I almost took a semester off for next term but now it’s too late. The deadline to apply has passed and I’m going to be stuck there for a whole semester probably being outed in front of students constantly . I think I’ll have to just walk around ad not look at anyone, not have any conversations with anyone but new students so that I don’t get the “she” and the girl name. Then I’ll be gone for a year in the sub-arctic and maybe when I come back I’ll be “man enough” or they’ll have forgotten the woman and just see me as a new person. I hope so because I can’t handle the idea of 30 more years of “she” until I retire.

Bits and Bites

18 10 2008

I know, I know. I haven’t blogged in over a month. I started PhD studies in September and I’m still working part-time and mothering full-time so blogging has had to take a back seat. It’s not that I have nothing to say – there are tons of things whizzing around in my brain. I just don’t have the time or energy to write them down.

Some recent highlights:

  • Psychotherapy: I’m on break. I took the summer off since my psychologist was on vacation for part of it and, since I had the summer off from work, I wanted to keep my schedule open for spontaneous activities with my son. I went back in September and, since things were going so well for me, my psych said to come back only in a month. Then in October, he said that I didn’t really need to come back for a while and to call him when I felt I needed to go back and talk. I will probably go in a few months when I want to start talking about potential surgeries. But for now, I don’t feel that I need to go. Why pay $90 to talk about how great my life is for 50 minutes? Of course, I get half of it back from insurance, but still.
  • Top surgery: I’ve been very ambivalent about the future of my breasts and have made peace with the fact that I still get sexual pleasure from them. I know that eventually the daily hassle and discomfort of binding will outweight that and when that happens, I’ll take steps. For now, I’ve had a consultation with a surgeon and he says that it’s good that I’m not ready yet because I’d idealy lose about 30 lbs for the surgery to have good results. This is a good motivator for me: I need to get my ass in gear.
  • Men’s washrooms: I use them consistently now and haven’t had any problems. I don’t worry at all about where my feet are pointint when I sit to pee. Guys sit to do other things anyway. And what guy in his right mind would confront me and ask me why I sat down to pee, even if he noticed at all?!?!?!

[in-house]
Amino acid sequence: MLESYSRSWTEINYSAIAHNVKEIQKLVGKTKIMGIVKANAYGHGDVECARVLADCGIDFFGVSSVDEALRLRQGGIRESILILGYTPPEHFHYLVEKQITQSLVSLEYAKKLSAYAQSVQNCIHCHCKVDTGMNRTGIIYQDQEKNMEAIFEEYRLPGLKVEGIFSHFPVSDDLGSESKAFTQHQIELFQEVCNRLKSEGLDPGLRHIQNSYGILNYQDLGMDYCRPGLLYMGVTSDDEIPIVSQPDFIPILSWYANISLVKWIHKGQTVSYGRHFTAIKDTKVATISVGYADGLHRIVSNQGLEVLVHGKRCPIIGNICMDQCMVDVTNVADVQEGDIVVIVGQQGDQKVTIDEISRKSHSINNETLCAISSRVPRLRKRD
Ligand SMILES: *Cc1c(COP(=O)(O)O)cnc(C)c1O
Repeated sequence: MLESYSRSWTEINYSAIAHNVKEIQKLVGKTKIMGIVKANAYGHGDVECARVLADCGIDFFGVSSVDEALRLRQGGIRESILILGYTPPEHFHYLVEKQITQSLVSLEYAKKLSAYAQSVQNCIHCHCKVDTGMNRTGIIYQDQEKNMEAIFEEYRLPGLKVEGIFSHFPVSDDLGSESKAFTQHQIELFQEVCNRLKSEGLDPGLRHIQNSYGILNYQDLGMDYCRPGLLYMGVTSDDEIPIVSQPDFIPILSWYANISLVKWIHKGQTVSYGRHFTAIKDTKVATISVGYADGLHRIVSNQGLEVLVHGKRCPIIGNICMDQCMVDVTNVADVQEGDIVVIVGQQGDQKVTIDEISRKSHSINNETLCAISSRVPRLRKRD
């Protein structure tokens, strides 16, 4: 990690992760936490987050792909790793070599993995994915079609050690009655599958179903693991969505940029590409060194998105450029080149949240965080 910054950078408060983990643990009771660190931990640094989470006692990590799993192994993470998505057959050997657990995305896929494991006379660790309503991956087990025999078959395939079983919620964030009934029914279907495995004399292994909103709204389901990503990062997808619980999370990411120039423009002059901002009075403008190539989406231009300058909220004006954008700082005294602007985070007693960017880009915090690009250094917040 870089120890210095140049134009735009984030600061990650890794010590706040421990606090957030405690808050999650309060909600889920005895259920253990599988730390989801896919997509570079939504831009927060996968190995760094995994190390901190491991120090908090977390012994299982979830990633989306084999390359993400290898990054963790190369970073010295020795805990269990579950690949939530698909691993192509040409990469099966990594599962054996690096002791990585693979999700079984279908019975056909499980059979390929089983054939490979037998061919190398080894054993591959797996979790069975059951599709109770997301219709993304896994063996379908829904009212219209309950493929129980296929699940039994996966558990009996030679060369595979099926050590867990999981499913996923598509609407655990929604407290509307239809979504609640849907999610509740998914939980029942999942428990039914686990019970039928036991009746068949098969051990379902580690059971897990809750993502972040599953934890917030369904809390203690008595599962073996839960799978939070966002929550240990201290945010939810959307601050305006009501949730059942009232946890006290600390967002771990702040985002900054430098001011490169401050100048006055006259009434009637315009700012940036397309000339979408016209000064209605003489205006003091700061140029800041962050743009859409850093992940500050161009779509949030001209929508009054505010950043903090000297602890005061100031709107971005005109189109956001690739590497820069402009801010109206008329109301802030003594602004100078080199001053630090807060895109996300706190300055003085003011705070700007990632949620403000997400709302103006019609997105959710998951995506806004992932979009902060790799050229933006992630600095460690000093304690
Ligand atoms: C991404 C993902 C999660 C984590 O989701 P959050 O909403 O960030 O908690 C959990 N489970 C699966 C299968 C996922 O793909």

• Work: I’ll be teaching again in the winter (I replaced teaching with adminstrative work this semester) and I’m curious to see whether students will react in any way. It will be an intro course with mostly new students. I will go as male with no mention of my past name. The only thing that could “out” me is if there is a student that I’ve had in the past or the sibling of a student from last year (which happens a lot . . . I often get students who say they took a course with me because their older sibling had taken me and liked the course). If it comes up, I’ll deal with it openly. But I don’t feel like having to tell my life story to my students. But we’ll see. I am determined not to stress about it. And if I’m outed and it helps some students in the college who are questionning or trans, or have a trans friend or relative by providing a model of someone who’s not ashamed, then great.
  • Feeling ungendered: I go through most of my days feeling ungendered. I don’t think about my gestures and what they say about me. I don’t consciously move, speak and sit in calculated ways like I used to when I was trying to express femininity. That is a good sign for me. It means that I’m finally just doing what comes naturally to me.
  • Appreciating femininity: Now that I don’t have to measure myself up to standards of femininity, as defined by my society, I actually have a greater appreciation for things that are defined as feminine: softness, nurturange, sweet voices, etc. Not that I see these things are inherently feminine – I’m not an essentialist. But because I always felt they were imposed on me in the past, I reviled them and alienated myself from things that should be accesible to everyone, regardless of what they have between their legs. So now when I see people expressing “femininity” in that particular way, I’m as appreciative of that as I am of other expressions of femininity (power, etc), or various forms of expressing masculinity (which can also include all or any of those same traits!)
  • Sexuality: I’m so much more comfortable in my skin now that my sexuality is much more pleasant and exciting than it ever was. When people show attraction to me, I believe it. And I’m less afraid to show attraction to others. I’ve let go of my fear of closeness as well and am able to go deeper into a relationship without feeling like I’m being trapped or invaded. In general, I feel much more open to others. And being non-monogamous rocks!

So I could write a whole post on any of these but . .. . no time!!!!